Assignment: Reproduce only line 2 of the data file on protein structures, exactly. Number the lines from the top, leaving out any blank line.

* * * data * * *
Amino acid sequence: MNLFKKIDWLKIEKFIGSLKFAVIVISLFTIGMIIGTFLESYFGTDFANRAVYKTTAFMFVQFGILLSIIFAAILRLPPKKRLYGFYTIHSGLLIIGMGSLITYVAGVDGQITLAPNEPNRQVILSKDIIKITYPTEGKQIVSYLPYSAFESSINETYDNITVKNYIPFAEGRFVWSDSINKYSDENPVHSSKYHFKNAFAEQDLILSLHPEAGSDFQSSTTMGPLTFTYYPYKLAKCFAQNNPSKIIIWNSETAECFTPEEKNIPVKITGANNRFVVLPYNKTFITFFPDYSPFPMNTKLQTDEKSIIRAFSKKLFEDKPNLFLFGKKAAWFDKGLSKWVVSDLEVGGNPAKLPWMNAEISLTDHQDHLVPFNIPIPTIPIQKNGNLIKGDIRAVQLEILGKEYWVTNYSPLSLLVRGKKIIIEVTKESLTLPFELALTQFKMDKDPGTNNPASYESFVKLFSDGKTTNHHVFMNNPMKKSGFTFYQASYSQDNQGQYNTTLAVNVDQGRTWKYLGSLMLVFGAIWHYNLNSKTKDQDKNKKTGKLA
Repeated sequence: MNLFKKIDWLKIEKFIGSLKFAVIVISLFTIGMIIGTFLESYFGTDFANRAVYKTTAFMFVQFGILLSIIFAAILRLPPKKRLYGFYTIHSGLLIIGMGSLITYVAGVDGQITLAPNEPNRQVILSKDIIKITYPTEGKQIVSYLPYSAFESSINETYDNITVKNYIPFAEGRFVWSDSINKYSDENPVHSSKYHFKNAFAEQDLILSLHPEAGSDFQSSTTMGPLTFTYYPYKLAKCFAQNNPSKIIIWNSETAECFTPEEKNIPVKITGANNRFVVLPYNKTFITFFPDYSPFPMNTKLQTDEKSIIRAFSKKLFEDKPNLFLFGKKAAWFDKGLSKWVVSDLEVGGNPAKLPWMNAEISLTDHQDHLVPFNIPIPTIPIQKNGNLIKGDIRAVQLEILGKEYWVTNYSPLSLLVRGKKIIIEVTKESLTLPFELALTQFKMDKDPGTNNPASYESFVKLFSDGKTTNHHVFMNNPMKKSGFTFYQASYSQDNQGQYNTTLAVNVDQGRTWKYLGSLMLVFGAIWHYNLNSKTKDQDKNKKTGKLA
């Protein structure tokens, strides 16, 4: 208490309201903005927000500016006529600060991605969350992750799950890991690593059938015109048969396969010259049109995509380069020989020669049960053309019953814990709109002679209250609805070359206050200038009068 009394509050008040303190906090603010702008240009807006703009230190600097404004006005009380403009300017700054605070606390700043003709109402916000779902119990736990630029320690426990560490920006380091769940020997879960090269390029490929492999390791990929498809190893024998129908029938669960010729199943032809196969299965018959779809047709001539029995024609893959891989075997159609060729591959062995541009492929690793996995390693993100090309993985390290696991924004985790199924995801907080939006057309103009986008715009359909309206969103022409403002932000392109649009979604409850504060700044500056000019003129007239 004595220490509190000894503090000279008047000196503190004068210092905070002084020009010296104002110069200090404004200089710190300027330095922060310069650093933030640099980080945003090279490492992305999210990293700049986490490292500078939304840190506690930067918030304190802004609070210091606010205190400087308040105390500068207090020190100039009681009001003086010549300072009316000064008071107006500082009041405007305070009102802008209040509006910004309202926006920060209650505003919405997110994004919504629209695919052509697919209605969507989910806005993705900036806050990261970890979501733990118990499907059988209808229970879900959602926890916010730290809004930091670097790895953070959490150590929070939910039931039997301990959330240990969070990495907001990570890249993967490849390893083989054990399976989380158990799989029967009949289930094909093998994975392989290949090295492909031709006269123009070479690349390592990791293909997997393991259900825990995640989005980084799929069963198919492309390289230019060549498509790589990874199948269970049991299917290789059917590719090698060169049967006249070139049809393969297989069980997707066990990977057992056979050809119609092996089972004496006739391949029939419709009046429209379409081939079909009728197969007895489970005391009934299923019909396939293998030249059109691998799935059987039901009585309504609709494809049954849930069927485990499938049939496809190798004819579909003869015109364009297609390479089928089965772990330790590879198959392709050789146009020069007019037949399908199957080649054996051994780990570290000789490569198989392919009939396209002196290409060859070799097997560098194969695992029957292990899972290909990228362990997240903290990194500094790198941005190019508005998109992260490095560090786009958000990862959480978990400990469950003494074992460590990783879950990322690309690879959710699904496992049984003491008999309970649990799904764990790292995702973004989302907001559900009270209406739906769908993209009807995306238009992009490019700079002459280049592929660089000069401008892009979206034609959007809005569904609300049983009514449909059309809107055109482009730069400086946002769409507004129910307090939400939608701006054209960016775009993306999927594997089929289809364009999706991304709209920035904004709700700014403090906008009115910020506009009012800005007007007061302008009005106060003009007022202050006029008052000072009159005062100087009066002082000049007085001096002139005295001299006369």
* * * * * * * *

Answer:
Repeated sequence: MNLFKKIDWLKIEKFIGSLKFAVIVISLFTIGMIIGTFLESYFGTDFANRAVYKTTAFMFVQFGILLSIIFAAILRLPPKKRLYGFYTIHSGLLIIGMGSLITYVAGVDGQITLAPNEPNRQVILSKDIIKITYPTEGKQIVSYLPYSAFESSINETYDNITVKNYIPFAEGRFVWSDSINKYSDENPVHSSKYHFKNAFAEQDLILSLHPEAGSDFQSSTTMGPLTFTYYPYKLAKCFAQNNPSKIIIWNSETAECFTPEEKNIPVKITGANNRFVVLPYNKTFITFFPDYSPFPMNTKLQTDEKSIIRAFSKKLFEDKPNLFLFGKKAAWFDKGLSKWVVSDLEVGGNPAKLPWMNAEISLTDHQDHLVPFNIPIPTIPIQKNGNLIKGDIRAVQLEILGKEYWVTNYSPLSLLVRGKKIIIEVTKESLTLPFELALTQFKMDKDPGTNNPASYESFVKLFSDGKTTNHHVFMNNPMKKSGFTFYQASYSQDNQGQYNTTLAVNVDQGRTWKYLGSLMLVFGAIWHYNLNSKTKDQDKNKKTGKLA